• Weight: 1.6-2.9 kg (3.5-6.4 lb)
  • Wingspan: 125-150 cm (49.2-59.1 in)
  • Time of the Year: Mainly in the winter

Known as the northernmost, heaviest, and most distinctively marked owl, the Snowy Owl is a sight to behold. Its snowy white plumage is ideal for blending into its wintry surroundings, making it a symbol of Arctic wildlife.

These owls are often spotted in Rhode Island during the winter months. They tend to inhabit open grasslands or agricultural fields, perching on the ground or on low posts. Renowned for their diurnal nature, Snowy Owls are one of the few owl species that hunt both day and night, making them a thrill for bird watchers.

Their diet is primarily made up of lemmings and other small mammals, but they have been known to take down larger prey, like geese, when the opportunity arises.

Did you know? In years of lemming population booms in the Arctic, Snowy Owls can lay as many as 11 eggs in a single clutch. This overproduction can lead to a southward migration of younger birds, which is why they can be spotted in places like Rhode Island.

Northern Saw-Whet Owl

Northern Saw-Whet Owl
  • Scientific Name: Aegolius acadicus
  • Size: 17-22 cm (6.7-8.7 in)
  • Weight: 54-151 g (1.9-5.3 oz)
  • Wingspan: 42-56.3 cm (16.5-22.2 in)
  • Time of the Year: Year-round

One of the smallest owl species in North America, the Northern Saw-Whet Owl is a resident of Rhode Island throughout the year. Despite its size, this owl is a capable hunter, mainly targeting small rodents and occasionally small birds.

These owls are elusive and hard to spot, preferring dense forests and tending to roost in thick vegetation during the daytime. Their presence is often given away by their distinctive rhythmic tooting song that carries long distances on still nights.

The Northern Saw-Whet Owl gets its name from its call, which some say sounds like a saw being sharpened on a whetstone.

Did you know? Northern Saw-Whet Owls can swallow their prey whole and then regurgitate the indigestible parts, such as fur and bones, in a compact pellet.

Long-Eared Owl

Long-Eared Owl
  • Scientific Name: Asio otus
  • Size: 31-40 cm (12.2-15.7 in)
  • Weight: 178-435 g (6.3-15.3 oz)
  • Wingspan: 86-100 cm (33.9-39.4 in)
  • Time of the Year: Year-round

The Long-Eared Owl, a secretive owl with long, ear-like tufts, resides in Rhode Island throughout the year. Their elongated ear tufts, which are set wide apart on the head, are only an illusion. They’re not ears at all, but merely a stunning characteristic to behold.

Preferring dense stands of trees, especially young coniferous forests, the Long-Eared Owl often takes over the old stick nests of other bird species. They’re primarily nocturnal, hunting at night in open fields or grasslands. Their diet is comprised mostly of small mammals.

Long-Eared Owls are not easily spotted because of their expert camouflage and elusive nature, but their deep hooting calls can often give away their location.

Did you know? Despite the name, the Long-Eared Owl’s “ears” are actually just tufts of feathers. The actual ears are located at the sides of their head, with one slightly higher than the other to help them locate prey by sound.

Short-Eared Owl

Short-Eared Owl
  • Scientific Name: Asio flammeus
  • Size: 34-43 cm (13.4-16.9 in)
  • Weight: 206-475 g (7.3-16.8 oz)
  • Wingspan: 85-110 cm (33.5-43.3 in)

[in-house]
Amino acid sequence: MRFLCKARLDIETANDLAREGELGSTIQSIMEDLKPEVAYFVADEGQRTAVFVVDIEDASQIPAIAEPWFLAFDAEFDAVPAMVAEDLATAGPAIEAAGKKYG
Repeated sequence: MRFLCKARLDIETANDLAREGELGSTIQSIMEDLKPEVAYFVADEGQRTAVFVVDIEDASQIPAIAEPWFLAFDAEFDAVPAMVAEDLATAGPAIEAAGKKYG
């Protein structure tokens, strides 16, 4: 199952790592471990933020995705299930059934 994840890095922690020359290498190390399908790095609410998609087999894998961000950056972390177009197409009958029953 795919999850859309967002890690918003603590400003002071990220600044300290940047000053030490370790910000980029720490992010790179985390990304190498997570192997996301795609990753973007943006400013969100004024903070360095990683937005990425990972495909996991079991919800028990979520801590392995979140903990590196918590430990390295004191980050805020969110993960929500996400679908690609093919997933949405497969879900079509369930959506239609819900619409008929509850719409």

• Time of the Year: Year-round

Distinctively recognized by their short, stubby ear tufts, the Short-Eared Owls are a fascinating species found year-round in Rhode Island. These owls prefer open areas like grasslands, marshes, or agricultural fields, where they can easily scout for their preferred diet of small mammals.

Unlike many other owl species, the Short-Eared Owl is diurnal, meaning they’re active during both the day and night. The hours around dawn and dusk are particularly active periods for them. Their flight is characteristically floppy, which combined with their habitat preference, gives the impression of a giant moth fluttering low over the fields.

Did you know? Short-Eared Owls are one of the most widely distributed owls in the world, found on every continent except Antarctica and Australia.

Where & How to Observe Owls in Rhode Island

Rhode Island, though small in size, offers a diverse range of habitats that can be appealing to a variety of owl species. From the open fields and marshes preferred by Short-Eared Owls to the dense forests loved by Long-Eared Owls, this state provides ample opportunities for the avid birdwatcher.

Places to Spot Owls

  • Norman Bird Sanctuary: This refuge in Middletown offers diverse habitats including forests, fields, and marshes, which attract a variety of owl species. It is a popular location for birdwatching and nature walks.
  • Arcadia Management Area: Covering a substantial part of the state, this conservation area offers a variety of habitats including forest, wetlands, and grassland areas.
  • Fisherville Brook Wildlife Refuge: Located in Exeter, this refuge boasts a diverse habitat that includes woodlands and wetlands, perfect for spotting owls like the Barred Owl or Great Horned Owl.
  • Sachuest Point National Wildlife Refuge: In winter, the open fields here can be a great place to spot Snowy Owls.

Quick Tips For Owl Spotting

  • Time your visit. Owls are primarily nocturnal, so dusk and dawn are the best times to spot most species. However, remember that some owls, like the Short-Eared Owl, can also be active during the day.
  • Bring binoculars. Owls can be quite elusive and often perch high in trees or hide in dense foliage. A good pair of binoculars can make spotting them much easier.
  • Be quiet and patient. Owls have keen hearing and can be easily disturbed by loud noises.
  • Listen for calls. Often, you’ll hear an owl before you see it. Learn the different calls of the owls you’re hoping to spot to increase your chances.
  • Look for signs. Owl pellets, whitewash (owl droppings), or concentrations of plucked feathers can all indicate an owl’s presence.

Remember, while it’s exciting to spot these magnificent creatures, it’s crucial to respect their habitats and not to disturb them. Happy birdwatching!

Owls in Other States